Oceanside Woman Sues A.G. Edwards
By Edmond Jacoby
North County Times
An Oceanside woman has sued national brokerage firm A.G. Edwards alleging that the company earned secret commissions when it sold her nearly $500,000 of a type of security known as a variable annuity.
Kathleen Mitton, described in the suit as a retiree and an elderly investor, became the latest person in the San Diego area to file a complaint in federal court over the sale of the investment products, which combine a form of life insurance with mutual fund shares. Similar suits were filed on Jan. 20 by William Dornan of Vista against Morgan Stanley Inc. and on Jan. 21 by Jane Westbrook of Santee against Merrill Lynch & Co. Inc.
According to Mitton, the company sold investments she held and reinvested the money in the variable annuities, which left her in the position of having to pay large penalties for early termination of the annuity contracts to gain access to the money.
A.G. Edwards "never informed Ms. Mitton that the annuity products offered were limited to products offered by the participating insurance companies and that it had entered into ... undisclosed fee sharing agreements providing undisclosed compensation to (Edwards) for the sale of certain annuity products," the suit says.
The company did not return a call seeking comment.
"When I came to North America from Scotland," Mitton said, "I had to borrow my fare from the Canadian government. After a few years in Canada, I came to the United States with $2,000 in my pocket."
She said she accumulated the money in her IRA slowly by repeatedly buying homes that she renovated and sold, and by putting every cent she could into her retirement fund during the 14 years she worked at the San Onofre Nuclear Generating Station.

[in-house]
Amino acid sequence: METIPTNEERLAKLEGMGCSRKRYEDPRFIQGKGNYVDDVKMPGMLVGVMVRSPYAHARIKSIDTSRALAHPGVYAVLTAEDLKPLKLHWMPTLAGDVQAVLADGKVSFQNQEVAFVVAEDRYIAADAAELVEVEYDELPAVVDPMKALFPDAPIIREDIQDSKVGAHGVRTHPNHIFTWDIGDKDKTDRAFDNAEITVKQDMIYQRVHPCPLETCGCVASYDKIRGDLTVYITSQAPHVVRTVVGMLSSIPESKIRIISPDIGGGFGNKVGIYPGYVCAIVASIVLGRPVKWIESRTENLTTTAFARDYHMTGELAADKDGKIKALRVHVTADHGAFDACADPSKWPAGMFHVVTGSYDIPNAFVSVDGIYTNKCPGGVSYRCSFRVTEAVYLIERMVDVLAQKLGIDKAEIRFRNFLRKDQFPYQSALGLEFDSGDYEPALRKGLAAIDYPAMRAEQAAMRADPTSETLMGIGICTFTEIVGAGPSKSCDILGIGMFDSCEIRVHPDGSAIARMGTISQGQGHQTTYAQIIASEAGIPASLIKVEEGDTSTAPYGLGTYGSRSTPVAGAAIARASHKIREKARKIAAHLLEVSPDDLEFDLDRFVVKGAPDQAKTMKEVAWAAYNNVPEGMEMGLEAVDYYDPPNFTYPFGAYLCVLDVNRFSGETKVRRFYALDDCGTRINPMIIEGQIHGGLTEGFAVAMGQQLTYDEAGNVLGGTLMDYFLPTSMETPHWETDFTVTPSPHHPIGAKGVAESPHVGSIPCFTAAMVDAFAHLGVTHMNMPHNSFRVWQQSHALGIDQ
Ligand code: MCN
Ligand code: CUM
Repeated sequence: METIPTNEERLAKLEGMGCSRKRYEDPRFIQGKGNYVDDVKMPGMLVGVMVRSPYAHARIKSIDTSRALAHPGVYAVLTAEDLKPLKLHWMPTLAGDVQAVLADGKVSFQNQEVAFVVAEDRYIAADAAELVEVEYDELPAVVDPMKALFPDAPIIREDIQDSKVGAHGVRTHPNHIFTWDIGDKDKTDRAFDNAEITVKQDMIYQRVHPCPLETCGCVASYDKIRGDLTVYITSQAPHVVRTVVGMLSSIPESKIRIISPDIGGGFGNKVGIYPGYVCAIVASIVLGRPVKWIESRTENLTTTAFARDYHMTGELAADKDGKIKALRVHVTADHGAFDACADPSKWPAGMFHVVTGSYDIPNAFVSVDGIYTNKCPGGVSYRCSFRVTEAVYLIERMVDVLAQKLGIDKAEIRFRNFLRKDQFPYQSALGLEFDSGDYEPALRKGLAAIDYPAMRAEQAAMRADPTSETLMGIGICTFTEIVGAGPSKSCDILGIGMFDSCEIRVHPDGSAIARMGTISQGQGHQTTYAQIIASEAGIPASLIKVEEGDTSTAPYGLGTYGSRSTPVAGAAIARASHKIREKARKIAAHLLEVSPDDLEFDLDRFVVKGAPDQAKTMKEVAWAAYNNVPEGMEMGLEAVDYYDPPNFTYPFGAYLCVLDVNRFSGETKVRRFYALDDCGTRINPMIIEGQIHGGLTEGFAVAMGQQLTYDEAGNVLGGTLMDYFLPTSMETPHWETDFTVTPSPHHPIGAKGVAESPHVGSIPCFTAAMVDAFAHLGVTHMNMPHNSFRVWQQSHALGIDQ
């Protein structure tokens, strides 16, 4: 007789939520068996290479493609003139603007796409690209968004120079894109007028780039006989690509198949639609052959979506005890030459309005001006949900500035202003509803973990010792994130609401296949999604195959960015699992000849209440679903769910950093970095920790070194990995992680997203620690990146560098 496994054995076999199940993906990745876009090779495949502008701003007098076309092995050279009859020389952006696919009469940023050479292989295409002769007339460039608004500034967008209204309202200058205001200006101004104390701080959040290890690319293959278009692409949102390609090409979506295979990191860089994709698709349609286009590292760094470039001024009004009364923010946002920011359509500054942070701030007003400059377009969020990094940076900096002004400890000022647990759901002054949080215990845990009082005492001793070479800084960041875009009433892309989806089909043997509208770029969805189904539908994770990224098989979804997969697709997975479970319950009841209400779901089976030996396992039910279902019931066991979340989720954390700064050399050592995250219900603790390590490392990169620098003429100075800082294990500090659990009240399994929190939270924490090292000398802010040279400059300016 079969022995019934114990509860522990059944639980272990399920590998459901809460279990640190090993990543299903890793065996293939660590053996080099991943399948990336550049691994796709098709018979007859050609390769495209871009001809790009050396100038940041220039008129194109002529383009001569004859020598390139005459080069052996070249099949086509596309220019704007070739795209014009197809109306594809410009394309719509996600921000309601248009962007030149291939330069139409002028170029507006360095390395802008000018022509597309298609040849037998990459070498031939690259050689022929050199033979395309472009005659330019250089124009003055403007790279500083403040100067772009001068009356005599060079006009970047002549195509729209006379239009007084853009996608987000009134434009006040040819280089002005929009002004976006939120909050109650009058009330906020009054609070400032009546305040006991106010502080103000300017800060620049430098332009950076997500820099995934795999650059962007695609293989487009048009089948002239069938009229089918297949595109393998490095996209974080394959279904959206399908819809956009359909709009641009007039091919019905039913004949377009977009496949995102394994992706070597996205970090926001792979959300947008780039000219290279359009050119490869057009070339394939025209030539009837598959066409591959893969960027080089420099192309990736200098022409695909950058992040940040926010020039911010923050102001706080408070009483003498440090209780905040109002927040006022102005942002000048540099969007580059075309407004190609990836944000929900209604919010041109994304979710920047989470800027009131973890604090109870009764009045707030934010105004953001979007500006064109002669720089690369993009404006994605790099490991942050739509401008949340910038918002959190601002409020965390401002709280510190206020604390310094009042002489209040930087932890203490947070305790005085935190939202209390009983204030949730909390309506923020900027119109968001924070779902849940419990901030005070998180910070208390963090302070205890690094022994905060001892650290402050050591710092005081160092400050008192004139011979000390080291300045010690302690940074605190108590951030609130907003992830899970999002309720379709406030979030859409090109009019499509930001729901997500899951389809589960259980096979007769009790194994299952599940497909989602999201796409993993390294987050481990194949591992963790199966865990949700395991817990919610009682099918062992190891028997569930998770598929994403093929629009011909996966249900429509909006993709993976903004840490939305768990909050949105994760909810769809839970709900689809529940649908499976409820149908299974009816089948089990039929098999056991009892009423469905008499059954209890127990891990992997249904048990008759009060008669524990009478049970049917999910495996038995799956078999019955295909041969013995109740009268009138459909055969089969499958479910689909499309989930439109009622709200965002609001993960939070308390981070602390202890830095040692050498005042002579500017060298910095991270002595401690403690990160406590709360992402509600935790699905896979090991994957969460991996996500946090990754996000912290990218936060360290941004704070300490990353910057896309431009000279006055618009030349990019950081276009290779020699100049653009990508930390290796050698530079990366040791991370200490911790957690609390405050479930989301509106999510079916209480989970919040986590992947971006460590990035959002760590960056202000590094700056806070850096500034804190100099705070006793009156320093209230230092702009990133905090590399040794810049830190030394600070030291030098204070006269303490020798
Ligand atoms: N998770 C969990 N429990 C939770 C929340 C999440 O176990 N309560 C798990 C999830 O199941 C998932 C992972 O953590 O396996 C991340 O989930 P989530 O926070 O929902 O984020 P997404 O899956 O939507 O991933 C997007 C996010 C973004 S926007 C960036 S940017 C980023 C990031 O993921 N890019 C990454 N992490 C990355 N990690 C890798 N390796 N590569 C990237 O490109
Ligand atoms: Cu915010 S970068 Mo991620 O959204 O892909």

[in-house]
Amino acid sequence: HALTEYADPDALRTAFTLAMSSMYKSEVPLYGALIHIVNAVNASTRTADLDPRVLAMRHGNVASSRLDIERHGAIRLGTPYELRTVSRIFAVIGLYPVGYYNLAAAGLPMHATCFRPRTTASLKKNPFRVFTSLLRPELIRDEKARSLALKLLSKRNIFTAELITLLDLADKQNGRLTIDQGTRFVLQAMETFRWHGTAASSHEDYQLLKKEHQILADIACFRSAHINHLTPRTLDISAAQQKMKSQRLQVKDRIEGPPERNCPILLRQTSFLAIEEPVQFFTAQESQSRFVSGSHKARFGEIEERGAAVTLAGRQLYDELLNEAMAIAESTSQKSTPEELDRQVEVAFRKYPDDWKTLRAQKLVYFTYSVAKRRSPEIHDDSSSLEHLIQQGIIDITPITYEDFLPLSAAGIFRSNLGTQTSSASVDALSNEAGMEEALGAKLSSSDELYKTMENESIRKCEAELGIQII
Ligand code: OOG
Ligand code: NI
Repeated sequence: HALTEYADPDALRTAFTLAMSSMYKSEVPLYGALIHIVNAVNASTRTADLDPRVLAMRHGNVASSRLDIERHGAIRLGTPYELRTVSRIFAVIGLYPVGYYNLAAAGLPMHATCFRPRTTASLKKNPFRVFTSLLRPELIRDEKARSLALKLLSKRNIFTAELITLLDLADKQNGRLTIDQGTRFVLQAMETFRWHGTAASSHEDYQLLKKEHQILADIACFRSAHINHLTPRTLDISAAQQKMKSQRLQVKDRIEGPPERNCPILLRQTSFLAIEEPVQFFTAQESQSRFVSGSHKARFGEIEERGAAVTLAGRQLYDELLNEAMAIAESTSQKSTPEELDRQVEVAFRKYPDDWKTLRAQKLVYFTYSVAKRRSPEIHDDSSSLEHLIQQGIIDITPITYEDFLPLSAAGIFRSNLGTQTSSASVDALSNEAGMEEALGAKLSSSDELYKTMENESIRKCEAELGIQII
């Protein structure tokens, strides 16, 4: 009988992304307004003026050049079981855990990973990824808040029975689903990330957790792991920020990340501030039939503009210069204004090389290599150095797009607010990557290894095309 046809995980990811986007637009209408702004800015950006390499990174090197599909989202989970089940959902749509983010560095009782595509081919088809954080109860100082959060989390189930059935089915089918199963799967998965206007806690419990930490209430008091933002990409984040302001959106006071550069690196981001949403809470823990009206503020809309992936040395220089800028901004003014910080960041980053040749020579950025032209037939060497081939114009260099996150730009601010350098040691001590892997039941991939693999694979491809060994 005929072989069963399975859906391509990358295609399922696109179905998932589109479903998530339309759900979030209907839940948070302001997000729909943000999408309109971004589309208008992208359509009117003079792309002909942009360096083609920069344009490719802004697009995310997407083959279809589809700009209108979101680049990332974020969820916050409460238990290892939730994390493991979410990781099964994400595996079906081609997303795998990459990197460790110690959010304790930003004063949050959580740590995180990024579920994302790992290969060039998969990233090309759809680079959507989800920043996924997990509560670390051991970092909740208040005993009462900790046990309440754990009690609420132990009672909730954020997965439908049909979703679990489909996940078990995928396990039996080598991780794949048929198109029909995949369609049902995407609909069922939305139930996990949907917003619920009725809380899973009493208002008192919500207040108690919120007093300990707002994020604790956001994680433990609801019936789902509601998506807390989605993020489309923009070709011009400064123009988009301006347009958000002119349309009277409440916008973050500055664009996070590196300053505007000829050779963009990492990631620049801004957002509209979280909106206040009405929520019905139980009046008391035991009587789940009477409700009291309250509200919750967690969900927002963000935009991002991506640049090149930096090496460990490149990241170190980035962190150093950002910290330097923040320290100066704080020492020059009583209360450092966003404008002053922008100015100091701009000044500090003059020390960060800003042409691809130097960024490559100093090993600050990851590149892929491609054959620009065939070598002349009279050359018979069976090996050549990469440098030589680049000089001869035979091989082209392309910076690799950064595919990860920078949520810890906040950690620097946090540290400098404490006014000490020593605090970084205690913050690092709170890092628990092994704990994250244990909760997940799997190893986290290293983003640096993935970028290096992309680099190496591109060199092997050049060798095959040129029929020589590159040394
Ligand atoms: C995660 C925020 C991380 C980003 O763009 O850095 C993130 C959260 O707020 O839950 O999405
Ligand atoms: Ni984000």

As a retired investor with an adult son and no other potential heirs, Mitton said she had no need for the nearly half-million dollars of life insurance that was a component of the annuity. Moreover, she said, some of the mutual funds in which she had invested were sold to pay for an annuity that in turn invested in those same mutual funds. She was forced to refinance her Oceanside home twice to avoid paying up to 20 percent in early termination fees to withdraw money from her Individual Retirement Account, she said.
"I'm really in favor of cracking down on these people selling these variable annuities," she said.
Michael Fangman, who is named in the lawsuit as her A.G. Edwards financial adviser but who is not named as a defendant, said he does not recall enough of the details to comment on Mitton's complaint.
No longer employed by A.G. Edwards, Fangman said that when he worked for the company, he was not aware of any undisclosed compensation arrangements the company might have made.
San Diego attorney Ronald Marron, who represents Mitton and the other two plaintiffs, is seeking court recognition of all three cases as class actions, and he says that in each case, the class might be as large as tens of thousands of people.